Biotechs bring considerable assets to the table, Davies pointed out. Although the biotech industry, as a whole, has a lower success rate than big pharma, it also has a correspondingly lower cost of failure, he said. Biotech portfolios have less "fat" and corresponding lower risk, providing for a more efficient development structure. And from a cultural perspective, biotechs are smaller and more nimble, leading to speedier and better strategic decision-making.
Increasingly, those advantages are prompting some biotechs to go it alone, Davies said, particularly in niche oncology markets and in rare diseases, where more than 460 therapies are in the pipeline, according to the PwC report. Although biotechs historically shrank from building their own manufacturing capabilities and sales teams, they can now accomplish those tasks cost-effectively, especially in biologics, and that trend has given big pharmas some pause.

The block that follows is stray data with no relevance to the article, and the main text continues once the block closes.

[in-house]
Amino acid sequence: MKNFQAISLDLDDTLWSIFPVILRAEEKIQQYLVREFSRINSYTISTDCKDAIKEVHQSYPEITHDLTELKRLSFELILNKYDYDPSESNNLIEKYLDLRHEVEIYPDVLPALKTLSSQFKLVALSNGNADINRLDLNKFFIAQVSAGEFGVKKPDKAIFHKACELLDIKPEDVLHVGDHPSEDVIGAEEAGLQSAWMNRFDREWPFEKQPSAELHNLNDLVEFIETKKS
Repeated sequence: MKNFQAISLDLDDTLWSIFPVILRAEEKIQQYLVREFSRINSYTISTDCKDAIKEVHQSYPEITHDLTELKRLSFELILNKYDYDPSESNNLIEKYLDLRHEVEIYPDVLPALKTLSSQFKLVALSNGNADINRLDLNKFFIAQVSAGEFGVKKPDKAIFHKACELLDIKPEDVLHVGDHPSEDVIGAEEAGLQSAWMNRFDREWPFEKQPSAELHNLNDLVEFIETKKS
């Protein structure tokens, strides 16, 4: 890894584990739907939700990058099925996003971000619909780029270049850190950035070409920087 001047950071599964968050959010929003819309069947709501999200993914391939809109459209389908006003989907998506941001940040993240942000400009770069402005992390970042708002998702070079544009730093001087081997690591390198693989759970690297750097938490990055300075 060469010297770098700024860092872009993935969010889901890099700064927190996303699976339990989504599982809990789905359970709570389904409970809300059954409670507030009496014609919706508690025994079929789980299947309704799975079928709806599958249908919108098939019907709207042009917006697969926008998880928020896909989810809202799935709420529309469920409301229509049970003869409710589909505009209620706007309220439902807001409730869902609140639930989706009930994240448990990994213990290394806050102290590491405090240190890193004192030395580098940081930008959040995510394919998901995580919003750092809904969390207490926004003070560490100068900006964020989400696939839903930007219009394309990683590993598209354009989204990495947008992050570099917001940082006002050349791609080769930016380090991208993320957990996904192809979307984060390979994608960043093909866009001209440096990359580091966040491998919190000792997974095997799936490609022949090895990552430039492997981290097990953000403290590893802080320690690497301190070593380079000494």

"Pharmas at the moment are cash-rich and molecule-poor," Davies told BioWorld Today, relying on biotechs to serve as their development engines. That knowledge is arming biotechs to seek more balanced deals than in the past, with a sharing of reward as well as risk, he said.
Damien Conover, director of pharmaceutical equity research in the Chicago office of Morningstar Inc., agreed. The author of the company's annual "Pharmaceutical Pipeline Research Report," published in its "Healthcare Observer," said New York-based Pfizer Inc. threw down that gauntlet by cutting 20% of its internal R&D staff. Whether other pharmas follow suit or not, "big pharma is going to be a little bit more dependent on the smaller firms for innovation," Conover told BioWorld Today.
Pfizer scored in the middle of the pack in Morningstar's report, which described the pharma as making "rapid strides in improving its pipeline, which should help mitigate its industry-leading patent cliff."